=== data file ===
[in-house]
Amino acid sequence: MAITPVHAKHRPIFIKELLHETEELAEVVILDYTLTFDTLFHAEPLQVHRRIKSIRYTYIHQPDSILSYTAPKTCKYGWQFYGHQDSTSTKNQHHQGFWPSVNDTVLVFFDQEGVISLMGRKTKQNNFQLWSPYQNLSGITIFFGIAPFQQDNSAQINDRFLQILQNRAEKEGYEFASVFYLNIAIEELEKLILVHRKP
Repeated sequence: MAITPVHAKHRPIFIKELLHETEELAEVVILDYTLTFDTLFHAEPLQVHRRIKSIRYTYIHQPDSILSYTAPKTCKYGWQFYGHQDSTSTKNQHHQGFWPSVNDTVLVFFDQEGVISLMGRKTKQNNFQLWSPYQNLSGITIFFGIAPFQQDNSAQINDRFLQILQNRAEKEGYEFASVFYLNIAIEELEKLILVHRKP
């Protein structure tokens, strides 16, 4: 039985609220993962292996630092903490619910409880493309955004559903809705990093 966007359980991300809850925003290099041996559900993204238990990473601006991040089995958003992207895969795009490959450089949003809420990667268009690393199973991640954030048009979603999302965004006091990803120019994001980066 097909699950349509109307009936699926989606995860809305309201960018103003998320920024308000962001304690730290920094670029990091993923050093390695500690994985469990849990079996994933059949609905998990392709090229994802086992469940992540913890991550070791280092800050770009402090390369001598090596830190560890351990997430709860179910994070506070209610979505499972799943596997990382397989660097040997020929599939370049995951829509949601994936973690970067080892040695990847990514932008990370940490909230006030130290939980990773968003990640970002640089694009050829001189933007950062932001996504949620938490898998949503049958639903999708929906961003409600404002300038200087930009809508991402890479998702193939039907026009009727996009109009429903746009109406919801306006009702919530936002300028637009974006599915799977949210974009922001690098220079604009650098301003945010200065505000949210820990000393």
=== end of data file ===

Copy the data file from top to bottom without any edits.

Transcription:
[in-house]
Amino acid sequence: MAITPVHAKHRPIFIKELLHETEELAEVVILDYTLTFDTLFHAEPLQVHRRIKSIRYTYIHQPDSILSYTAPKTCKYGWQFYGHQDSTSTKNQHHQGFWPSVNDTVLVFFDQEGVISLMGRKTKQNNFQLWSPYQNLSGITIFFGIAPFQQDNSAQINDRFLQILQNRAEKEGYEFASVFYLNIAIEELEKLILVHRKP
Repeated sequence: MAITPVHAKHRPIFIKELLHETEELAEVVILDYTLTFDTLFHAEPLQVHRRIKSIRYTYIHQPDSILSYTAPKTCKYGWQFYGHQDSTSTKNQHHQGFWPSVNDTVLVFFDQEGVISLMGRKTKQNNFQLWSPYQNLSGITIFFGIAPFQQDNSAQINDRFLQILQNRAEKEGYEFASVFYLNIAIEELEKLILVHRKP
């Protein structure tokens, strides 16, 4: 039985609220993962292996630092903490619910409880493309955004559903809705990093 966007359980991300809850925003290099041996559900993204238990990473601006991040089995958003992207895969795009490959450089949003809420990667268009690393199973991640954030048009979603999302965004006091990803120019994001980066 097909699950349509109307009936699926989606995860809305309201960018103003998320920024308000962001304690730290920094670029990091993923050093390695500690994985469990849990079996994933059949609905998990392709090229994802086992469940992540913890991550070791280092800050770009402090390369001598090596830190560890351990997430709860179910994070506070209610979505499972799943596997990382397989660097040997020929599939370049995951829509949601994936973690970067080892040695990847990514932008990370940490909230006030130290939980990773968003990640970002640089694009050829001189933007950062932001996504949620938490898998949503049958639903999708929906961003409600404002300038200087930009809508991402890479998702193939039907026009009727996009109009429903746009109406919801306006009702919530936002300028637009974006599915799977949210974009922001690098220079604009650098301003945010200065505000949210820990000393």